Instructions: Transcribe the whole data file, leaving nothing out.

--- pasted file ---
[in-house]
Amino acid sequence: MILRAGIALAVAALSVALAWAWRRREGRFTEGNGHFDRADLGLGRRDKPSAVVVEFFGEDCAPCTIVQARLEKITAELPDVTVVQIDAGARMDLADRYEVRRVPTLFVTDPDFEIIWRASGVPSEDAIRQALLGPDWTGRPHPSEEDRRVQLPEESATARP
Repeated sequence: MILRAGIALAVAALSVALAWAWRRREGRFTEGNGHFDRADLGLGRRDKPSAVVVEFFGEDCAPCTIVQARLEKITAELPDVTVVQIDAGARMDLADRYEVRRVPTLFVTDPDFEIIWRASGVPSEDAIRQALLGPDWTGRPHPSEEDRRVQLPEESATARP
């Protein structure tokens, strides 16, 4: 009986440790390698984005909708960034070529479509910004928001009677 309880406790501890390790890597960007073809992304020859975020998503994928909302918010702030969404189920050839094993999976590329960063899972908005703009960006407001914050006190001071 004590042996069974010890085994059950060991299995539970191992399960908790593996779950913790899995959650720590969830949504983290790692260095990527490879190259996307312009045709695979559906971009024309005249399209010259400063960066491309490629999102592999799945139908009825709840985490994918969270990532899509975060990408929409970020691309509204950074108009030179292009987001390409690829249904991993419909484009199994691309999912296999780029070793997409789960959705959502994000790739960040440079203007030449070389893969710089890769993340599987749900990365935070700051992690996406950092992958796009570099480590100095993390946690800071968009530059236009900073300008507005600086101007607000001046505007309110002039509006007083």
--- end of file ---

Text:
[in-house]
Amino acid sequence: MILRAGIALAVAALSVALAWAWRRREGRFTEGNGHFDRADLGLGRRDKPSAVVVEFFGEDCAPCTIVQARLEKITAELPDVTVVQIDAGARMDLADRYEVRRVPTLFVTDPDFEIIWRASGVPSEDAIRQALLGPDWTGRPHPSEEDRRVQLPEESATARP
Repeated sequence: MILRAGIALAVAALSVALAWAWRRREGRFTEGNGHFDRADLGLGRRDKPSAVVVEFFGEDCAPCTIVQARLEKITAELPDVTVVQIDAGARMDLADRYEVRRVPTLFVTDPDFEIIWRASGVPSEDAIRQALLGPDWTGRPHPSEEDRRVQLPEESATARP
């Protein structure tokens, strides 16, 4: 009986440790390698984005909708960034070529479509910004928001009677 309880406790501890390790890597960007073809992304020859975020998503994928909302918010702030969404189920050839094993999976590329960063899972908005703009960006407001914050006190001071 004590042996069974010890085994059950060991299995539970191992399960908790593996779950913790899995959650720590969830949504983290790692260095990527490879190259996307312009045709695979559906971009024309005249399209010259400063960066491309490629999102592999799945139908009825709840985490994918969270990532899509975060990408929409970020691309509204950074108009030179292009987001390409690829249904991993419909484009199994691309999912296999780029070793997409789960959705959502994000790739960040440079203007030449070389893969710089890769993340599987749900990365935070700051992690996406950092992958796009570099480590100095993390946690800071968009530059236009900073300008507005600086101007607000001046505007309110002039509006007083």